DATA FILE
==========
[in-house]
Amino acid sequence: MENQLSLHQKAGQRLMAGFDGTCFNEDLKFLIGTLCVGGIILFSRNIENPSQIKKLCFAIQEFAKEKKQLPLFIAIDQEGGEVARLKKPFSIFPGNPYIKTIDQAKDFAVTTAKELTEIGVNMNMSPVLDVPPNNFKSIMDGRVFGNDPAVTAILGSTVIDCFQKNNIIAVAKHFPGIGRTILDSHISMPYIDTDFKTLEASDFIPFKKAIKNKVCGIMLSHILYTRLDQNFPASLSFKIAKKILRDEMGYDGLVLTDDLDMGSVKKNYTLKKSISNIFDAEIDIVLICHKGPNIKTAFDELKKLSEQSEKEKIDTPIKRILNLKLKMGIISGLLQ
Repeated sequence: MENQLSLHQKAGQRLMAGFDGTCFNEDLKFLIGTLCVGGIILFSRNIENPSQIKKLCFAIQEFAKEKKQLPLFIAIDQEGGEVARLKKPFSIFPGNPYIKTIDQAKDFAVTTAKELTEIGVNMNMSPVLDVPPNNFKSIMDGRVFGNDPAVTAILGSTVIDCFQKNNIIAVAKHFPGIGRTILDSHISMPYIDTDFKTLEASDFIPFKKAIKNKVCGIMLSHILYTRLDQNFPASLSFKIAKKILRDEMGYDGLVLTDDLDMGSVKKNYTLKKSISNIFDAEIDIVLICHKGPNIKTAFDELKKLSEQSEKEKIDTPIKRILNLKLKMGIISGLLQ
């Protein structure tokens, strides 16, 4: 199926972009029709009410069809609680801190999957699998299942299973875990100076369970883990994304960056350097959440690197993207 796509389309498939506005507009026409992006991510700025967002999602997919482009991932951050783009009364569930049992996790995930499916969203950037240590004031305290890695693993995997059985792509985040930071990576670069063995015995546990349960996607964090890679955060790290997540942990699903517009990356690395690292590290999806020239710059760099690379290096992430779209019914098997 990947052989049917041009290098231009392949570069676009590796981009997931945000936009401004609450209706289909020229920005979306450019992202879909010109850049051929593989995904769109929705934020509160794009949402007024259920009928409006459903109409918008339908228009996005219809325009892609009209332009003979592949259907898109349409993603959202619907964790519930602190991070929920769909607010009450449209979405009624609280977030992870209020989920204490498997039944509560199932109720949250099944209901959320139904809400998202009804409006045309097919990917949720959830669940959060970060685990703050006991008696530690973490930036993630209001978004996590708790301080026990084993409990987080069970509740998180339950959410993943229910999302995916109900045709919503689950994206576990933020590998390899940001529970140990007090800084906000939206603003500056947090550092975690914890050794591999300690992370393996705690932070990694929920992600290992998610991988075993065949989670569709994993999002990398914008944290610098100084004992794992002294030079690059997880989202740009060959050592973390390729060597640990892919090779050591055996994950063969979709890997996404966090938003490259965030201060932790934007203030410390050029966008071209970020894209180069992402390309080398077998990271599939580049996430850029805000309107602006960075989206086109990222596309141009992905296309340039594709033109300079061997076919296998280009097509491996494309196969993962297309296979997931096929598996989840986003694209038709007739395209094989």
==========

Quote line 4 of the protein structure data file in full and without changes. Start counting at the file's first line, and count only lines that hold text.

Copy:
């Protein structure tokens, strides 16, 4: 199926972009029709009410069809609680801190999957699998299942299973875990100076369970883990994304960056350097959440690197993207 796509389309498939506005507009026409992006991510700025967002999602997919482009991932951050783009009364569930049992996790995930499916969203950037240590004031305290890695693993995997059985792509985040930071990576670069063995015995546990349960996607964090890679955060790290997540942990699903517009990356690395690292590290999806020239710059760099690379290096992430779209019914098997 990947052989049917041009290098231009392949570069676009590796981009997931945000936009401004609450209706289909020229920005979306450019992202879909010109850049051929593989995904769109929705934020509160794009949402007024259920009928409006459903109409918008339908228009996005219809325009892609009209332009003979592949259907898109349409993603959202619907964790519930602190991070929920769909607010009450449209979405009624609280977030992870209020989920204490498997039944509560199932109720949250099944209901959320139904809400998202009804409006045309097919990917949720959830669940959060970060685990703050006991008696530690973490930036993630209001978004996590708790301080026990084993409990987080069970509740998180339950959410993943229910999302995916109900045709919503689950994206576990933020590998390899940001529970140990007090800084906000939206603003500056947090550092975690914890050794591999300690992370393996705690932070990694929920992600290992998610991988075993065949989670569709994993999002990398914008944290610098100084004992794992002294030079690059997880989202740009060959050592973390390729060597640990892919090779050591055996994950063969979709890997996404966090938003490259965030201060932790934007203030410390050029966008071209970020894209180069992402390309080398077998990271599939580049996430850029805000309107602006960075989206086109990222596309141009992905296309340039594709033109300079061997076919296998280009097509491996494309196969993962297309296979997931096929598996989840986003694209038709007739395209094989």